Heart Disease

Forty years, one procedure, millions of lives saved

While heart disease remains the leading cause of death for both men and women in the U.S., according the Centers for Disease Control, advances in medicine over the past 40 years have led to a substantial reduction in cardiovascular-related ...

Apr 13, 2017
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Diabetes continues its relentless rise

(HealthDay)—Two new studies on diabetes deliver good and bad news, but the overall message is that the blood sugar disease remains a formidable public health burden.

Apr 13, 2017
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Both too much, too little weight tied to migraine

Both obesity and being underweight are associated with an increased risk for migraine, according to a meta-analysis published in the April 12, 2017, online issue of Neurology, the medical journal of the American Academy of ...

Apr 12, 2017
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Blood pressure: know your numbers

(HealthDay)—Having high blood pressure makes you more likely to have heart disease or a stroke. But because high blood pressure doesn't usually cause warning symptoms, you could be at risk without even knowing it.

Apr 18, 2017
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Cardiovascular disease or heart disease are a class of diseases that involve the heart or blood vessels (arteries and veins). While the term technically refers to any disease that affects the cardiovascular system (as used in MeSH C14), it is usually used to refer to those related to atherosclerosis (arterial disease). These conditions usually have similar causes, mechanisms, and treatments.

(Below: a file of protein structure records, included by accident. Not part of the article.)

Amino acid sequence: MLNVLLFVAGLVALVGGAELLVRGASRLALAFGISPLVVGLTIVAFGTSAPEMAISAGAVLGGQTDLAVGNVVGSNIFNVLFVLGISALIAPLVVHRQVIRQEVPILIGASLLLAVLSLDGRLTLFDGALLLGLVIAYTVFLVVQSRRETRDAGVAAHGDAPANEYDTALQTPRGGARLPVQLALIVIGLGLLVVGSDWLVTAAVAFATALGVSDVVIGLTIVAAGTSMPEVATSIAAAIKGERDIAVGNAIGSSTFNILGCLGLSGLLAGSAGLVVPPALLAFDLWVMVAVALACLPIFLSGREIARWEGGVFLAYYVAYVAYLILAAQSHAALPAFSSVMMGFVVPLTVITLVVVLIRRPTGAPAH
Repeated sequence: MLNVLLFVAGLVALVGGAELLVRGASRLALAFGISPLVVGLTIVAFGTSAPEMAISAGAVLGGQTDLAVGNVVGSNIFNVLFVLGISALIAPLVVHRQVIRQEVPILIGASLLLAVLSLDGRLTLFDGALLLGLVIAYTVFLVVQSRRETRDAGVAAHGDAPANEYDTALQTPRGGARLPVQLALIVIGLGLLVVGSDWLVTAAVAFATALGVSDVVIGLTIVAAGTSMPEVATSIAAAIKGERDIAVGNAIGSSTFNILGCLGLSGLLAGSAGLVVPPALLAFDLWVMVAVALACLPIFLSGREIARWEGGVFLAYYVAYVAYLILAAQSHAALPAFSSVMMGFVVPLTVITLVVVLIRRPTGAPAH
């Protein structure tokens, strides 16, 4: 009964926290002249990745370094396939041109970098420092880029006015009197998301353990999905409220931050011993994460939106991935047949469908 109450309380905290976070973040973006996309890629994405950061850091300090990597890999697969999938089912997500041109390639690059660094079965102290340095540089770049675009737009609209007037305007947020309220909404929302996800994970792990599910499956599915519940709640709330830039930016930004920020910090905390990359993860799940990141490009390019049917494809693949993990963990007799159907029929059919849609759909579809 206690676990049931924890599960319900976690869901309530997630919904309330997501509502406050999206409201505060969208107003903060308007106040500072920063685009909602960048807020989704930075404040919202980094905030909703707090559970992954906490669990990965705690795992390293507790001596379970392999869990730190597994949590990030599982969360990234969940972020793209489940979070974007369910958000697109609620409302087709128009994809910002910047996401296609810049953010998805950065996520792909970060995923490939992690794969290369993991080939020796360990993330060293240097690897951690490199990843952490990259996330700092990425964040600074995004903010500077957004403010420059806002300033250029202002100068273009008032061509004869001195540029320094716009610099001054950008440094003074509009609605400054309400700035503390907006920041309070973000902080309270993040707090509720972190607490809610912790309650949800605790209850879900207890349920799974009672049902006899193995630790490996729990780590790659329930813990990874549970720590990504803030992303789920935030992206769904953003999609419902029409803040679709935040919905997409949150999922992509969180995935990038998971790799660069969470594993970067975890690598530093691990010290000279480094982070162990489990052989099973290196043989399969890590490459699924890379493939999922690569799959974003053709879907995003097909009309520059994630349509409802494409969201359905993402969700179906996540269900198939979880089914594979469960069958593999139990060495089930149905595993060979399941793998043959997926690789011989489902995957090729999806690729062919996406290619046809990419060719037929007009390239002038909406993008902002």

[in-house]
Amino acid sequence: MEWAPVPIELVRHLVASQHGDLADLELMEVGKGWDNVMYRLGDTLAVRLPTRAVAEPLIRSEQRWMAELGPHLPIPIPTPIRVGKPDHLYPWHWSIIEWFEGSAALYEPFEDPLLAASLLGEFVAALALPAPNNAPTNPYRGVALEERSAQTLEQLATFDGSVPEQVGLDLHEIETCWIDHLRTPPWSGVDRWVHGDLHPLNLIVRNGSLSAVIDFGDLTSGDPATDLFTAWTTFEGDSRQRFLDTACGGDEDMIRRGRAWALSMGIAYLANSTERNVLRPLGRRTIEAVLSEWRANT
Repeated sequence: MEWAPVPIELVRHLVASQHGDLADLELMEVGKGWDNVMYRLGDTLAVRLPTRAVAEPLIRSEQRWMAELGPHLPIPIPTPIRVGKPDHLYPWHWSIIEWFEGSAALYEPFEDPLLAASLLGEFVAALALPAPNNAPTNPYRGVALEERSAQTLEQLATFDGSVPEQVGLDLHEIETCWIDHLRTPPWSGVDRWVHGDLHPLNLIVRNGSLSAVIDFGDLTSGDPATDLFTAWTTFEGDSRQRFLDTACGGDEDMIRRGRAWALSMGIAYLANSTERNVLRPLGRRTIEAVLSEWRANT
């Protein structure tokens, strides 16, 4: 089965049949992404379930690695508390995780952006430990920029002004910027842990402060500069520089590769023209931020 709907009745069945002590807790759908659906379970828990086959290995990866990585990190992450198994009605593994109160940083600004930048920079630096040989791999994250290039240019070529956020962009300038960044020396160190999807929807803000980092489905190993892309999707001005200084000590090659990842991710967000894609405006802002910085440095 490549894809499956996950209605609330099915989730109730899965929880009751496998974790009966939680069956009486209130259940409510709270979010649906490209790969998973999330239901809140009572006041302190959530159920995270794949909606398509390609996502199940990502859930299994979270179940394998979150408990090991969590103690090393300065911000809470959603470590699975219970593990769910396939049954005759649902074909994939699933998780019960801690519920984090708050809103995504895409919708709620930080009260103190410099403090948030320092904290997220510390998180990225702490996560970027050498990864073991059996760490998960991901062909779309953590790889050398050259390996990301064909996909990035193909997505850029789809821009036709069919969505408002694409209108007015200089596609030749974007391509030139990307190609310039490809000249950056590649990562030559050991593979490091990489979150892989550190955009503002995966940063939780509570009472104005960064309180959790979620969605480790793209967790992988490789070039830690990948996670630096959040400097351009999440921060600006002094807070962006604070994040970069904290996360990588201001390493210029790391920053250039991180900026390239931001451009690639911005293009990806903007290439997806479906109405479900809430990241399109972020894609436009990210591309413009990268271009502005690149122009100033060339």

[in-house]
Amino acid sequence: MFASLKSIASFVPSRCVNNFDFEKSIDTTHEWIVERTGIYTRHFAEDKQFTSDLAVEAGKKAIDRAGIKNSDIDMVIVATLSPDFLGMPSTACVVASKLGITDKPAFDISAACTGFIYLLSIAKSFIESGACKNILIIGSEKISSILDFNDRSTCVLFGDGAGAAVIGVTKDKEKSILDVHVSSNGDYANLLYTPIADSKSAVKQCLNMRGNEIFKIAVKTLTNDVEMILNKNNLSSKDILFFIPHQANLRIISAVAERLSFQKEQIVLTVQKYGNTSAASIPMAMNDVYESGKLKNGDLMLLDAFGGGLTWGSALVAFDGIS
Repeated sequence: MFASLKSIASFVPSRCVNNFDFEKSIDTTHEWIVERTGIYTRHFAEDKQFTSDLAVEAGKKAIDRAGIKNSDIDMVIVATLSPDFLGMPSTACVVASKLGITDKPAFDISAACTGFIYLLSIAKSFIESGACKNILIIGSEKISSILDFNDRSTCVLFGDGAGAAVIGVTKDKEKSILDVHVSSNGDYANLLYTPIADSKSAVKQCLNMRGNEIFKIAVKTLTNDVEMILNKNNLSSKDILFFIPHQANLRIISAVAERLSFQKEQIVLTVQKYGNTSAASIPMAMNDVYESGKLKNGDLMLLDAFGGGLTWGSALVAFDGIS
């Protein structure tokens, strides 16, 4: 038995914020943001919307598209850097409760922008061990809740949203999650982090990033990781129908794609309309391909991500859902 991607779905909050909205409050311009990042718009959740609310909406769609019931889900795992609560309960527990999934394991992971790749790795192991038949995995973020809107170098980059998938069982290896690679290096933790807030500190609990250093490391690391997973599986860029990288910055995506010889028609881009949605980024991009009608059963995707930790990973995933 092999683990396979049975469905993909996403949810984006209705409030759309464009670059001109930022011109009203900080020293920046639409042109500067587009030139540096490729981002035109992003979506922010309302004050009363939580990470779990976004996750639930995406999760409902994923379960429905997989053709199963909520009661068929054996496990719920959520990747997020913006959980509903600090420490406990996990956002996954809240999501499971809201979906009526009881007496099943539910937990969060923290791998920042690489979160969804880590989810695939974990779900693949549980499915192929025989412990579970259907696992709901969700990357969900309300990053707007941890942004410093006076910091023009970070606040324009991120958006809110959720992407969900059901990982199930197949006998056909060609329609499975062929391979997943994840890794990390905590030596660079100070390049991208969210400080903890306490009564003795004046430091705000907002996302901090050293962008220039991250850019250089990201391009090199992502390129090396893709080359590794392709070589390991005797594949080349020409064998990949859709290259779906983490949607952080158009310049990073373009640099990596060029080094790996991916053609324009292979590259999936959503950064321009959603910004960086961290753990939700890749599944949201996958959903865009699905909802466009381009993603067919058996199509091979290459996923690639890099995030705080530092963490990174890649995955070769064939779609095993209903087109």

Cardiovascular diseases remain the biggest cause of deaths worldwide, though over the last two decades, cardiovascular mortality rates have declined in many high-income countries but have increased at an astonishingly fast rate in low- and middle-income countries. The percentage of premature deaths from cardiovascular disease range from 4% in high-income countries to 42% in low-income countries. More than 17 million people died from cardiovascular diseases in 2008. Each year, heart disease kills more Americans than cancer. In recent years, cardiovascular risk in women has been increasing and has killed more women than breast cancer. (PDAY) showed vascular injury accumulates from adolescence, making primary prevention efforts necessary from childhood.

By the time that heart problems are detected, the underlying cause (atherosclerosis) is usually quite advanced, having progressed for decades. There is therefore increased emphasis on preventing atherosclerosis by modifying risk factors, such as healthy eating, exercise, and avoidance of smoking.

This text uses material from Wikipedia licensed under CC BY-SA

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